Yeah, Right! Millennials Say They’ll Retire in Their 50s

A decade or less into their careers, Millennials plan to clock out for good at age 56

401k, td ameritrade, millennials, retirementCountin' down the days.

Searching for some optimism? Millennials might be hogging it all.

The average Millennial expects to retire at age 56, according to a new study. And over half believe they’ll become millionaires at some point.

TD Ameritrade’s 2018 Millennials and Money Survey unearthed an overwhelming amount of optimism radiating from this generation. Yes, the same group that is in a collective $1 trillion of debt, stemming from student loans, credit cards and other sources.

More hopeful yet, Millennial men say they plan to retire even earlier, at age 53.

Realistically, early retirement may prove more challenging than anticipated—especially since just 38 percent of Millennials surveyed are currently saving in a 401k or other account. On average, the cohort doesn’t expect to begin contributing to retirement savings until they are 36.

A little over a quarter (28 percent) of respondents aren’t on the same page as the others. So much so, they don’t anticipate retiring at all.

“One of the greatest investments young people can make in themselves is to start putting money away in their 20s. Because of the power of compounding (Einstein called it the eighth wonder of the world), even with ups and downs along the way, those who start early potentially can end up with more in the end,” JJ Kinahan, chief strategist for TD Ameritrade, said in a statement.

Fortunately, the survey found more Millennials consider themselves savers in 2018 compared to 2016, 70 percent versus 62 percent. A quarter have even started to save for their children’s or grandchildren’s education.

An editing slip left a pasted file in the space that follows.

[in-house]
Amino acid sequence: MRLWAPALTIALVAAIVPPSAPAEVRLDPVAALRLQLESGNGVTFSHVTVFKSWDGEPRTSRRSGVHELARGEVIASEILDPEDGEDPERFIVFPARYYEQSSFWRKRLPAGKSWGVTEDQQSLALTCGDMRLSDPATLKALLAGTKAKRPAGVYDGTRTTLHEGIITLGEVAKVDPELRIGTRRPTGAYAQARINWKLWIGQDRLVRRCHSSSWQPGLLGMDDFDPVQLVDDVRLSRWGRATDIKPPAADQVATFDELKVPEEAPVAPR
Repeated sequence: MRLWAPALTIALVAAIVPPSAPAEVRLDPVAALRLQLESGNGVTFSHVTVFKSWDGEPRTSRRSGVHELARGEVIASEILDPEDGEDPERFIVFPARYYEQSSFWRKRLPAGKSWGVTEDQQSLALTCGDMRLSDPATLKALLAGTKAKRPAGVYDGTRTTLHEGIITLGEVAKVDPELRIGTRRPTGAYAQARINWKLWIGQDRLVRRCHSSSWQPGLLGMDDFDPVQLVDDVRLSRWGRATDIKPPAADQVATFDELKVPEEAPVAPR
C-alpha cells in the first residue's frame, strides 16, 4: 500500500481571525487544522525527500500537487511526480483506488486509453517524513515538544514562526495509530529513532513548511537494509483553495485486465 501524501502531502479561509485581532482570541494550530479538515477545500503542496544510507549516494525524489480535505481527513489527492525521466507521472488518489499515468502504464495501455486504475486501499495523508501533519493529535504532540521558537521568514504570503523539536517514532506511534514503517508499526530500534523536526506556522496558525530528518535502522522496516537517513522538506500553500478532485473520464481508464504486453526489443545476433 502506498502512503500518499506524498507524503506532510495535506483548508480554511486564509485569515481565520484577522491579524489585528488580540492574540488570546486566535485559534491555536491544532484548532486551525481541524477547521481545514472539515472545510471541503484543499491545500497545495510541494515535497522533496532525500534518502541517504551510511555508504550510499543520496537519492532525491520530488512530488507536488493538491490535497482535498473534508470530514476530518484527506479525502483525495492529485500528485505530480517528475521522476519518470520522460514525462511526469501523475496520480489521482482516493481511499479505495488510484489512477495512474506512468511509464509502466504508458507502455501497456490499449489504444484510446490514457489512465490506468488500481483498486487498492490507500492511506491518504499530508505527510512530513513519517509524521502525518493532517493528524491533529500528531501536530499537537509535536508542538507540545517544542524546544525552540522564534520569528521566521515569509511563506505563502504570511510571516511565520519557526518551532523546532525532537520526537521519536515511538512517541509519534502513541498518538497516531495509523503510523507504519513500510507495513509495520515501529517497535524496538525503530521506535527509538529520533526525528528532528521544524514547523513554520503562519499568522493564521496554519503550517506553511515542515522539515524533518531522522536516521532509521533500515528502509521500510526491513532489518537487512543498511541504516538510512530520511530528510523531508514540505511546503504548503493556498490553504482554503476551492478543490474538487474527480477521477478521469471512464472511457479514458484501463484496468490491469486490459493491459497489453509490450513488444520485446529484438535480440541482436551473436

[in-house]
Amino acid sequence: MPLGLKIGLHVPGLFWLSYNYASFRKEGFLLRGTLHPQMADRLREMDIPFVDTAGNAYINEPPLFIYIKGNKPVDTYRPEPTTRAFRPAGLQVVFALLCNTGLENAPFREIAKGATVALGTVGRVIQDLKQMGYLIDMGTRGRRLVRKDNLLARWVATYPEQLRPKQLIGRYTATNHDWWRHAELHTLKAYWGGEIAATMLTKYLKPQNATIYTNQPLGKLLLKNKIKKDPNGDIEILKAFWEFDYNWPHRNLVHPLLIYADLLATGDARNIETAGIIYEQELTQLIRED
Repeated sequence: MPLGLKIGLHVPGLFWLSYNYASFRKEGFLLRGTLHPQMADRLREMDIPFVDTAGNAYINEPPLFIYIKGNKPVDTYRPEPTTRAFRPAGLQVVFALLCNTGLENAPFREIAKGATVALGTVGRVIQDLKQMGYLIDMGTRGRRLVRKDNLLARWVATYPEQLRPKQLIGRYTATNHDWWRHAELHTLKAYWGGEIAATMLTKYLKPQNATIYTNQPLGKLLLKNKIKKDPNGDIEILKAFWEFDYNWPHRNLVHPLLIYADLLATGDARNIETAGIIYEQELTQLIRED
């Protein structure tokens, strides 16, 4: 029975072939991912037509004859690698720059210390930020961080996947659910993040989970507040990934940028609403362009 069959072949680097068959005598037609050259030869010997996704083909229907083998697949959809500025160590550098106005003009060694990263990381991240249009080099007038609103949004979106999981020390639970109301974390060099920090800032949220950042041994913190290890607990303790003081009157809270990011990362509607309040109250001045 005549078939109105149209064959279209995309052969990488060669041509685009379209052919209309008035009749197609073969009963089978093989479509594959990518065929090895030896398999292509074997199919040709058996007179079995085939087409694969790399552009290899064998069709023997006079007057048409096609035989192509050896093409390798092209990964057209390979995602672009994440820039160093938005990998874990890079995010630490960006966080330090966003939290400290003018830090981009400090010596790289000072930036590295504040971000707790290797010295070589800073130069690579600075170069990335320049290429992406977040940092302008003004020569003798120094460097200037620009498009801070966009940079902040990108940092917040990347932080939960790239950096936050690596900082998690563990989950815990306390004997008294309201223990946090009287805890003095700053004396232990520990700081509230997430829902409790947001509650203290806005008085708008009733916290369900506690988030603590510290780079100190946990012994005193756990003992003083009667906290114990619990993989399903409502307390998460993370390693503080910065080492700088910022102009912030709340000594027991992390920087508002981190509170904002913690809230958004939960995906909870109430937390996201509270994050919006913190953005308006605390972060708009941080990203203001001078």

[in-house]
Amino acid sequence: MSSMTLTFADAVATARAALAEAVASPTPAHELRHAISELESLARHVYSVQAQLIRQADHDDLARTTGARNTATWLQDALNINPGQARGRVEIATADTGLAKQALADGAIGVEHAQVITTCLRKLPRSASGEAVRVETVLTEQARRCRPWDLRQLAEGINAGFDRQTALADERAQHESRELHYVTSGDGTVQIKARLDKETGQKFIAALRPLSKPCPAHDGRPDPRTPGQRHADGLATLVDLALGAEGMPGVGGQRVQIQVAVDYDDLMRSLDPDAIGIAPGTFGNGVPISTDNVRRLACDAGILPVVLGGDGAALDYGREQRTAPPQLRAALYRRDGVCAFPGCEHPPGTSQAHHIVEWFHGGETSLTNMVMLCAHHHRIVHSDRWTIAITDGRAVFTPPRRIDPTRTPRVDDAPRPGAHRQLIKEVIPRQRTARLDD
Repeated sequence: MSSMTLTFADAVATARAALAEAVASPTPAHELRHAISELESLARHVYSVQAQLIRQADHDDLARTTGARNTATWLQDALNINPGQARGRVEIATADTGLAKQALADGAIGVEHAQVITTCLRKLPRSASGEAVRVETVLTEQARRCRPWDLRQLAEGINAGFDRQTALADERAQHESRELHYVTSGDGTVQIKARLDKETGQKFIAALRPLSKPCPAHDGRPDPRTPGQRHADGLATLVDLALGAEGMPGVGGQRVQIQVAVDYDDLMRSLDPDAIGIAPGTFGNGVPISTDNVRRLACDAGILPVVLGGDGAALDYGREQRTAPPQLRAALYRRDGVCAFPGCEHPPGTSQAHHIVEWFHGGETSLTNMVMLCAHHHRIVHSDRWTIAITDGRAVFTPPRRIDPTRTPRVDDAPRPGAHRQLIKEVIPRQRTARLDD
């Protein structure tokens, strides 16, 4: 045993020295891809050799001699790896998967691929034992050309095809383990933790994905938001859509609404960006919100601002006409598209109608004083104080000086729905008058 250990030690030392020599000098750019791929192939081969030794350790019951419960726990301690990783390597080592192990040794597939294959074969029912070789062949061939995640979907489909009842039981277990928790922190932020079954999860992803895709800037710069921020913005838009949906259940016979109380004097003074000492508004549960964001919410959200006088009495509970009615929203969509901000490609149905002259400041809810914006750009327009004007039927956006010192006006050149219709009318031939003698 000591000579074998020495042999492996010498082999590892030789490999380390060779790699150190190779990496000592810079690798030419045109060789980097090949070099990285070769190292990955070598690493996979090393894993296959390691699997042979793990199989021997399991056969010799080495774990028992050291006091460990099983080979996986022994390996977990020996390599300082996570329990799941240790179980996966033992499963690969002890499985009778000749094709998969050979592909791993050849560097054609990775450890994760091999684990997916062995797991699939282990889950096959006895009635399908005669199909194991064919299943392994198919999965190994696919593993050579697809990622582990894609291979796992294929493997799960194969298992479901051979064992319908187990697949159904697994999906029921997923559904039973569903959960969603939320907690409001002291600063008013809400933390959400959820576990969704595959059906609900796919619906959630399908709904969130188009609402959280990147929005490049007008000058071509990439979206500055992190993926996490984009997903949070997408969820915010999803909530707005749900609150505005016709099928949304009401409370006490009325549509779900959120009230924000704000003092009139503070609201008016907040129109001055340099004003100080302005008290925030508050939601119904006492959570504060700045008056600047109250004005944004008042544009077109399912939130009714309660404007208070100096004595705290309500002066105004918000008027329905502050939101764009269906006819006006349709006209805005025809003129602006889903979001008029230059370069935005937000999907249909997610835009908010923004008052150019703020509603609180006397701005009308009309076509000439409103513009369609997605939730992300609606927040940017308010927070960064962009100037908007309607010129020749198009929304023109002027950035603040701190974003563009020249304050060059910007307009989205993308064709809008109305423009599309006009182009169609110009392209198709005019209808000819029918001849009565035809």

“Ideally, it would be wise to start [saving for retirement] right after college, and while some Millennials certainly do that, we realize that’s not always possible. Understanding all of the available alternatives, like employer-sponsored retirement accounts or brokerage accounts, can be a step in a right direction,” Kinahan added.

It remains to be seen whether this generation will realize the dream of walking away from work earlier than the majority of their elders. But perhaps other ways in which Millennials are blazing their own trail will help their cause.

For instance, around one in four don’t expect to get married and don’t see themselves owning a home. A third aren’t planning to have kids. And 53 percent think they’ll eventually be millionaires.

“This is a financially optimistic group that’s feeling positive about the economy, the job market and their own plans. However, they will need to develop saving and investing habits that will help them reach some pretty big goals,” Kinahan concluded.

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